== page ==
Lanham Act gets facelift

By Rachel A. Smoot, attorney, Fay Sharpe LLPRachel_Smoot_020

In a sharply divided opinion issued on Dec. 22, 2015, the U.S. Court of Appeals for the Federal Circuit redefined the Lanham Act. Enacted in 1946, the Lanham Act provides a national system for registering and protecting trademarks used in commerce. However, 70 years later, the Federal Circuit has deemed it necessary to give the statute a facelift, rendering a signification portion of the act’s Section 2(a) unconstitutional.

Section 2(a) includes a bar on the registration of a mark that “[c]onsists of or comprises immoral, deceptive, or scandalous matter; or matter which may disparage or falsely suggest a connection with persons, living or dead, institutions, beliefs, or national symbols, or bring them into contempt or disrepute.”

Over the past seven decades, the U.S. Patent and Trademark Office (USPTO) has used the subjective language “may disparage” to reject any trademark application that an examiner finds disparaging to a “substantial composite” of the referenced group. Unfortunately, this subjective language has led to inconsistent rejections and approvals, as a disparagement rejection need only be made by a single examiner.

In the instant case, Simon Shiao Tam, front man for an Asian-American dance-rock band known as The Slants, filed an application on Nov. 4, 2011 for the mark THE SLANTS. The examiner refused registration, finding it likely that “slants” would be disparaging to people of Asian descent. The Trademark Trial and Appeal Board (TTAB) affirmed the examiner’s refusal, as did an earlier panel of the Federal Circuit.

Upon rehearing, the Federal Circuit vacated its last opinion and found that refusing registration of a “disparaging mark” was unconstitutional. Namely, the disparagement provision of Section 2(a) is unconstitutional under the First Amendment, as it effectively allows the USPTO to restrict private speech — the most protected form of speech. By subjectively discriminating trademark registration based on the expressive nature of the trademark, the USPTO was not applying the regulation equally to all applications. For example, an application for HAVE YOU HEARD SATAN IS A REPUBLICAN was rejected as disparaging to Republicans, while an application for THE DEVIL IS A DEMOCRAT was allowed.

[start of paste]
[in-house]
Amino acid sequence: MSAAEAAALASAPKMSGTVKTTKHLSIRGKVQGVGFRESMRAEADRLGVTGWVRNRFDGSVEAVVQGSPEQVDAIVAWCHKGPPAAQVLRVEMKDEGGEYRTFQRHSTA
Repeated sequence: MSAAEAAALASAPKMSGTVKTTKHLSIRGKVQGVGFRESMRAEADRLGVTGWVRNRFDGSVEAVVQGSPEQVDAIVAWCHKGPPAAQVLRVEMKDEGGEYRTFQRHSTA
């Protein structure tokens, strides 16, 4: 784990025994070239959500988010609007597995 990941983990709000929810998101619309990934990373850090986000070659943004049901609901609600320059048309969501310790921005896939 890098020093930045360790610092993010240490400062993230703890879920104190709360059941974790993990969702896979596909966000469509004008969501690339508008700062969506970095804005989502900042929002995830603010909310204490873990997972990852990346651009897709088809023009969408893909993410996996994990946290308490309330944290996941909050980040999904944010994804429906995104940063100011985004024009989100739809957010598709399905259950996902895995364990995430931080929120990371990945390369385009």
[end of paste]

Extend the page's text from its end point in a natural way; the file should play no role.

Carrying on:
Writing for the majority, Judge Moore wrote that trademarks are considered private speech, as they contain an additional expressive element not present in strictly commercial speech. As Section 2(a) targeted a subjectively “disparaging” expressive message to a certain group, the provision was subject to a strict scrutiny standard that it ultimately failed to meet. Further, the Federal Circuit opined that even if trademarks were considered commercial speech, the regulation failed to meet a standard of intermediate scrutiny.

So what comes next?

Currently, the Federal Circuit is waiting to hear an appeal from another TTAB decision, In re Brunetti, in which a mark was rejected due to its “vulgar” nature. Given the reasoning and decision set forth in In re Tam, it is likely that the Federal Circuit will also find the scandalous/immoral provisions of Section 2(a) unconstitutional, thereby calling into question the entire section.

Also set to happen soon is the appeal in Blackhorse v. Pro-Football, Inc., which made headlines as the case following the TTAB’s decision to cancel all the Washington Redskins’ trademarks. Given the decision of In re Tam and the similar fact pattern in Blackhorse, it is possible that the Fourth Circuit will defer to the Federal Circuit’s decision, reverse the trial court’s decision and find the Redskins’ marks registrable.

Essentially, the Federal Circuit has set up an issue prime for Supreme Court review, likely leading to an increase in trademark applications that may be seen as “disparaging.” Congress enacted the Lanham Act for two purposes: 1) to protect the public so it may be confident that, in purchasing a product bearing a particular trademark, which it favorably knows, it will get the product which it asks for and wants to get; and 2) to ensure that a markholder can protect “his investment from … misappropriation by pirates and cheats.”

As such, neither purpose was to protect people from “disparaging” or “scandalous” marks. At its core, the Lanham Act is concerned with commerce, not with a group’s sensitivities. However, it’s going to take Supreme Court review to finally bring about national trademark uniformity, requiring the USPTO to turn a blind eye to anything “disparaging” and (to be determined) “immoral/scandalous.”

Update March 7, 2016: In light of In re Tam, the USPTO has reportedly advised examiners to suspend trademark applications that are potentially offensive until the Supreme Court’s expected review of the case.

Rachel A. Smoot is an attorney with Fay Sharpe LLP. You can reach her at rachel.smoot@faysharpe.com or (216) 363-9222.